Dave Short is a Canadian freerider who resides in Whistler. He has spent the last few seasons capturing crazy lines and steep spines on his headcam. His POV angles give us a glimpse into Dave's introverted life and nasty shred skills. Continuing to push the radness barrier out in the backcountry with his sled and a close group of friends, Dave has definitely made his Point Of View clear! So drop that tab of acid, kick back and brace yourselves cuz shit gets hectic as Dave gets after his cold gold.DAVE SHORT
: 2012 for me has been an epic winter for a number of very different reasons. I finally had the great opportunity to visit Japan, and I am kicking myself for not getting there sooner in my life. C'est la vie
. I was in a kick-ass crew with the brothers Huffman, Mads, Carter, Shem Roose and Mark Kohlmann. We shredded on the North Island with Neil Hartmann and the Gentemstick lads during a spell of weather that can only be described as "fucking bursting at the seams". We shredded under the gondola straight up to our crib in the Niseko Hilton (don't ask me how we pulled that one off). We were all riding on very suitable swallow tail and deep pow-specific boards, and the snow continuously came billowing down through the night, then it would crack blue through the day whilst maintaining with the snowfall. So it was always diamonds in the sky.
We continued to the Japanese Alps outside of Tokyo. Tenjin is a resort stuffed into the end of a ravine-like valley. I was feeling different spirits in these mountains, more somber and heavy spirits lurking, I presume. I was overindulging in culture shock during my tour through Japan, and it is eye-opening to travel to places that were not even showing up on your radar as far as you were previously concerned. During our stay around Minikama we were taken good care of by the TJ brand crew. They build incredible powder snowboards, and their domain is inspiring. We had a gigantic resort to ourselves and there were reindeer roaming along the ridges under the gondola in the midst of howling snowstorms. We showed up, it was sunny and we were hearing the "should have been here yesterday"-type beaks, and then it began to snow. It didn't stop snowing for a week. The terrain is steep. The layout of the area is like a giant hand laid down flat and every finger is representative of a ridge line, with slippery slopes as it were. Riding through the trees and having every turn you make break while your slough is crashing into trees and gaining momentum is a heavy and intrepid experience.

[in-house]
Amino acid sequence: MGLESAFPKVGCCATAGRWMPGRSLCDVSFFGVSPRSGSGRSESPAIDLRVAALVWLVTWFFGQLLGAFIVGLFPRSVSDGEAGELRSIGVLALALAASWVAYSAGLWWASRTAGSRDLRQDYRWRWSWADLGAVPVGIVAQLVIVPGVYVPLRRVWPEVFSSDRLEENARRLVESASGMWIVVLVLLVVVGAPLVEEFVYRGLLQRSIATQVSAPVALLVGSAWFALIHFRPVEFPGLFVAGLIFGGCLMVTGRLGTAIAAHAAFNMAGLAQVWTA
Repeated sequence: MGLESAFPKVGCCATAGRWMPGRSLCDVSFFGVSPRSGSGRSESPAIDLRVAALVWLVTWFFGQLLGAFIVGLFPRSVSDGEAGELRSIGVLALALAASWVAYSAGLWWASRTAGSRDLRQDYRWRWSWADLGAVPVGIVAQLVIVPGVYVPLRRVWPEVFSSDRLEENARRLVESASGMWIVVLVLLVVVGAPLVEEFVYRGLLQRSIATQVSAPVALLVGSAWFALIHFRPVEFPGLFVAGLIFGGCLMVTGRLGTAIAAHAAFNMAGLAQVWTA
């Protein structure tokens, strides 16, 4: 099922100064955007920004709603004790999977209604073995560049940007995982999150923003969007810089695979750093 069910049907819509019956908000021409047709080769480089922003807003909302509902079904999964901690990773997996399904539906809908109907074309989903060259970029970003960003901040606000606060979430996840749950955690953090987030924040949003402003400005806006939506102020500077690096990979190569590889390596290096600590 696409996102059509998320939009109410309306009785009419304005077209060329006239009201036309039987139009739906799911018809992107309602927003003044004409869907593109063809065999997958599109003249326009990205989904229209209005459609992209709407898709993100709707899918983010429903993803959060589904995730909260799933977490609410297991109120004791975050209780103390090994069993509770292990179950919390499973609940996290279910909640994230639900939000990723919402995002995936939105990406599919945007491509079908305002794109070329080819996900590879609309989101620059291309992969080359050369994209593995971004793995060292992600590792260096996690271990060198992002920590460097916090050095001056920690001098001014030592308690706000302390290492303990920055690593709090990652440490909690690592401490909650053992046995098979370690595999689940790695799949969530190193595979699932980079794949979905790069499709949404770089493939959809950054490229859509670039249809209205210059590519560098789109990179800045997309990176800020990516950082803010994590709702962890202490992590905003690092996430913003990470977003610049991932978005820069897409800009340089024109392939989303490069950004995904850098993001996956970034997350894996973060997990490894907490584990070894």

Dave is big in Japan!
Waist deep Japanese fluff
Dropping into some Japow!
Aside from Japan I have not strayed far from Whistler, delving deeper into my local mountains. I have fun ripping freeriding lines around here. There are so many jump crews and I have no fun building kickers compared to ripping lines in their natural state, straight fucking with slopes is where I thrive.
I remember crashing around Europe and hanging in Innsbruck at the Method Mag head office back in the summers of 02/03. I was rolling around with Friedl Kolar and Steve Gruber, shredding the glaciers and swimming across lakes. We would come by the office like gypsies and leave with Drew (Stevenson) and all the other employees for DasSpiel battles out on a mountainous battleground that doubled as a field for grazing cows. I remember thinking it was nuts we were shooting each other with pellets, because in Canada we shoot each other with paintballs for fun. Method Mag has been hardcore since day one. Good times. I have visited Europe about 6 times in my lifetime. I really love how passionate and embracing the shred scene is in Europe. The mountains are incredible and the life is good.
The mountain community the world over is a very tight-knit group. I have noticed that the world seems small because I run into friends in different places quite often. I am grateful to be a member of the global mountain community. And while the world seems small to me, I invariably experience moments where I am very cognizant of the fact that the world in the physical sense is enormous. Billions of people on the planet but it is still easy to find yourself totally alone in this world. Up in the mountains, solitary existence is a draw for me, but I also take it as a deterrent for a number of reasons. What I am getting at is that mountains can be very humbling and are always welcoming.